1. Systematic reviews identify important methodological flaws in stroke rehabilitation therapy primary studies: review of reviews.

    Science.gov (United States)

    Santaguida, Pasqualina; Oremus, Mark; Walker, Kathryn; Wishart, Laurie R; Siegel, Karen Lohmann; Raina, Parminder

    2012-04-01

    A "review of reviews" was undertaken to assess methodological issues in studies evaluating nondrug rehabilitation interventions in stroke patients. MEDLINE, CINAHL, PsycINFO, and the Cochrane Database of Systematic Reviews were searched from January 2000 to January 2008 within the stroke rehabilitation setting. Electronic searches were supplemented by reviews of reference lists and citations identified by experts. Eligible studies were systematic reviews; excluded citations were narrative reviews or reviews of reviews. Review characteristics and criteria for assessing methodological quality of primary studies within them were extracted. The search yielded 949 English-language citations. We included a final set of 38 systematic reviews. Cochrane reviews, which have a standardized methodology, were generally of higher methodological quality than non-Cochrane reviews. Most systematic reviews used standardized quality assessment criteria for primary studies, but not all were comprehensive. Reviews showed that primary studies had problems with randomization, allocation concealment, and blinding. Baseline comparability, adverse events, and co-intervention or contamination were not consistently assessed. Blinding of patients and providers was often not feasible and was not evaluated as a source of bias. The eligible systematic reviews identified important methodological flaws in the evaluated primary studies, suggesting the need for improvement of research methods and reporting. Copyright © 2012 Elsevier Inc. All rights reserved.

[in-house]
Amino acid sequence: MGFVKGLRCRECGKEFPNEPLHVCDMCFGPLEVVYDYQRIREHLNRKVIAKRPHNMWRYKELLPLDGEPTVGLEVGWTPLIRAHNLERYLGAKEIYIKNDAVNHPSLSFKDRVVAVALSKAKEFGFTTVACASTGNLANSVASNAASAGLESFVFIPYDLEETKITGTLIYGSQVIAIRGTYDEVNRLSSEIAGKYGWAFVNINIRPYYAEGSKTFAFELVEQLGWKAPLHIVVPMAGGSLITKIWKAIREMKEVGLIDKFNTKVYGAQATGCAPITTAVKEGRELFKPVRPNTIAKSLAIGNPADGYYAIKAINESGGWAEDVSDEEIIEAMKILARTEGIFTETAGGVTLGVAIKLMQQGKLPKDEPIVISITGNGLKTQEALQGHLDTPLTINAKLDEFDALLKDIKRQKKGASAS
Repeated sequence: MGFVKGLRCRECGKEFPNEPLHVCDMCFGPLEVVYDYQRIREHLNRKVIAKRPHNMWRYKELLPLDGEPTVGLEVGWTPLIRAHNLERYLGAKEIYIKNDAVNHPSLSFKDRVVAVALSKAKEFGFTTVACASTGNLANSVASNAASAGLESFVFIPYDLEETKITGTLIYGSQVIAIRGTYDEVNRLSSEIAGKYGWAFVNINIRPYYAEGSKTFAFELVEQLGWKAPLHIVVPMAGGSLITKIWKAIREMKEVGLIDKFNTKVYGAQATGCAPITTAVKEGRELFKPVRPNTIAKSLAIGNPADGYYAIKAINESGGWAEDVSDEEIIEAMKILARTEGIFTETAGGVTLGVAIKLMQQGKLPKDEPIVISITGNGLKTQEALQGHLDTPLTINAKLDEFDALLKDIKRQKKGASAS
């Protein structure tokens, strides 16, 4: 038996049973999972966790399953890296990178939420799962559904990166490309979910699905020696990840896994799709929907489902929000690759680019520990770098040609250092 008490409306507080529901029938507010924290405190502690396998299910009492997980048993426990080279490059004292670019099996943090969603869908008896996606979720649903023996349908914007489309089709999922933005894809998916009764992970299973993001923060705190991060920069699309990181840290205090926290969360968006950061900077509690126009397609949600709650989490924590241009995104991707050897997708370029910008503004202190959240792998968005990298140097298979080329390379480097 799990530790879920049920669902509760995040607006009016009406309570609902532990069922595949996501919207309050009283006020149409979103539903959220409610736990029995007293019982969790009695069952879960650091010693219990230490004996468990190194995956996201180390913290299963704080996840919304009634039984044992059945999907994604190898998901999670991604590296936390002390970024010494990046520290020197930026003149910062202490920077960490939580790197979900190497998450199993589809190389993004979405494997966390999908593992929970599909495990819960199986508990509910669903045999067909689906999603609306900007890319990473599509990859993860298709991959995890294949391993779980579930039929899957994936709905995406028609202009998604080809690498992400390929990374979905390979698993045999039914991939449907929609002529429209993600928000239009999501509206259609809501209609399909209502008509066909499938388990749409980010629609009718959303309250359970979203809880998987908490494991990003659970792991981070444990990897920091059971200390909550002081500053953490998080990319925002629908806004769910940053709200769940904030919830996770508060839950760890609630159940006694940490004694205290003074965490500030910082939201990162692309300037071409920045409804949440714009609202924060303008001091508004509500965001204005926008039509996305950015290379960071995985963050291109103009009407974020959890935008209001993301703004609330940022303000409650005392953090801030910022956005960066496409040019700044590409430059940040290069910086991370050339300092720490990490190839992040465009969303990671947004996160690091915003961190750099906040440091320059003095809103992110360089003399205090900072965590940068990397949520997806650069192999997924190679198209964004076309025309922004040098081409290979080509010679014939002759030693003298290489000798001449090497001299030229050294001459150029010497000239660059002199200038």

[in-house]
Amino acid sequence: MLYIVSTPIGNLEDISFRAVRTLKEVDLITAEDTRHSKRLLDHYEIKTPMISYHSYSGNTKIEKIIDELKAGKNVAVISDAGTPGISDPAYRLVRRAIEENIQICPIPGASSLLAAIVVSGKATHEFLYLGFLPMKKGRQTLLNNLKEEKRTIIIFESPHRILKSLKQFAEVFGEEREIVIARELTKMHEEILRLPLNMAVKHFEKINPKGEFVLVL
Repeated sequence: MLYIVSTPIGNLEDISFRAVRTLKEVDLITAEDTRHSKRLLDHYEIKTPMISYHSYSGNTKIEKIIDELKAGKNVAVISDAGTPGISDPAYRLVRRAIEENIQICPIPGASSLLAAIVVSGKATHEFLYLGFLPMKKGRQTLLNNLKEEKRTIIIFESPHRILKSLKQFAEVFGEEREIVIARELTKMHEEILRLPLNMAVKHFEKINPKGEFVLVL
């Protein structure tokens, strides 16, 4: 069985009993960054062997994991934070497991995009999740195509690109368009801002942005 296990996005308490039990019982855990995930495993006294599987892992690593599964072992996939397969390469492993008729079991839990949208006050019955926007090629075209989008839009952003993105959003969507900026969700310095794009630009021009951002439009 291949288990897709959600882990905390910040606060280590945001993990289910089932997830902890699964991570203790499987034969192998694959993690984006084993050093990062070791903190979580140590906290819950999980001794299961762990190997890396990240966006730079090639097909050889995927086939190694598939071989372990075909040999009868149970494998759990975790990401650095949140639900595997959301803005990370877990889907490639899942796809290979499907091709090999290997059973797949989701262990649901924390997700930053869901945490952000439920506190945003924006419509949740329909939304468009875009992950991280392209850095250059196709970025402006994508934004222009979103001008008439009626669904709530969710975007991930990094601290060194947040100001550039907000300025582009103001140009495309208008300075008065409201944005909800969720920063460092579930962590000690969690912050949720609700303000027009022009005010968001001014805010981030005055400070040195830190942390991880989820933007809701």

2. Study on determination method of identifying irradiated chicken

    International Nuclear Information System (INIS)

    Guo Liping; Yu Xuejun; Yu Menghong; Fu Junjie; Zhang Shimin; Bao Jinsong

    2003-01-01

    The effects of gamma irradiation on the activities of aleipsis, peroxidase, perhydrol catalase and the peroxide values in chicken oil and effects of different storage time on self-oxidation of fat and lipa in irradiated chicken were studied. The results showed that the activities of aleipsis and perhydrol catalase in irradiated chicken decreased with increasing doses, and the peroxide activity and peroxide value of lipa increased with increase of doses. No significant effect of storage time on peroxide value was observed in the irradiated chicken

  3. Systematic Correlation Matrix Evaluation (SCoMaE) - a bottom-up, science-led approach to identifying indicators

    Science.gov (United States)

    Mengis, Nadine; Keller, David P.; Oschlies, Andreas